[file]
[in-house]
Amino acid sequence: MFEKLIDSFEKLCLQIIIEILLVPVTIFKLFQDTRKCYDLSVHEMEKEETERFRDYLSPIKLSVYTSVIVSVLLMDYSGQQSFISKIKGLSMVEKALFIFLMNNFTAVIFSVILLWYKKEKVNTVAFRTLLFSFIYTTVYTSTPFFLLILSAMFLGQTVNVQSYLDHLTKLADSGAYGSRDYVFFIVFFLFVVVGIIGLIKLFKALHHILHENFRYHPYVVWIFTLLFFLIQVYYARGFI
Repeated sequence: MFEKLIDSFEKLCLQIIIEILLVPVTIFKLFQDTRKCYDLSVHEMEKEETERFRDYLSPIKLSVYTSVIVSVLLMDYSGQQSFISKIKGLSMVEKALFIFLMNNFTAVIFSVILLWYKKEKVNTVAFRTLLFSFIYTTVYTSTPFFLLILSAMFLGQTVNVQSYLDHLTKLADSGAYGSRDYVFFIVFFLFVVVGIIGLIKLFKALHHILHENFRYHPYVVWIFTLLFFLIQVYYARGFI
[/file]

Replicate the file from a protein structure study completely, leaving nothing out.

[in-house]
Amino acid sequence: MFEKLIDSFEKLCLQIIIEILLVPVTIFKLFQDTRKCYDLSVHEMEKEETERFRDYLSPIKLSVYTSVIVSVLLMDYSGQQSFISKIKGLSMVEKALFIFLMNNFTAVIFSVILLWYKKEKVNTVAFRTLLFSFIYTTVYTSTPFFLLILSAMFLGQTVNVQSYLDHLTKLADSGAYGSRDYVFFIVFFLFVVVGIIGLIKLFKALHHILHENFRYHPYVVWIFTLLFFLIQVYYARGFI
Repeated sequence: MFEKLIDSFEKLCLQIIIEILLVPVTIFKLFQDTRKCYDLSVHEMEKEETERFRDYLSPIKLSVYTSVIVSVLLMDYSGQQSFISKIKGLSMVEKALFIFLMNNFTAVIFSVILLWYKKEKVNTVAFRTLLFSFIYTTVYTSTPFFLLILSAMFLGQTVNVQSYLDHLTKLADSGAYGSRDYVFFIVFFLFVVVGIIGLIKLFKALHHILHENFRYHPYVVWIFTLLFFLIQVYYARGFI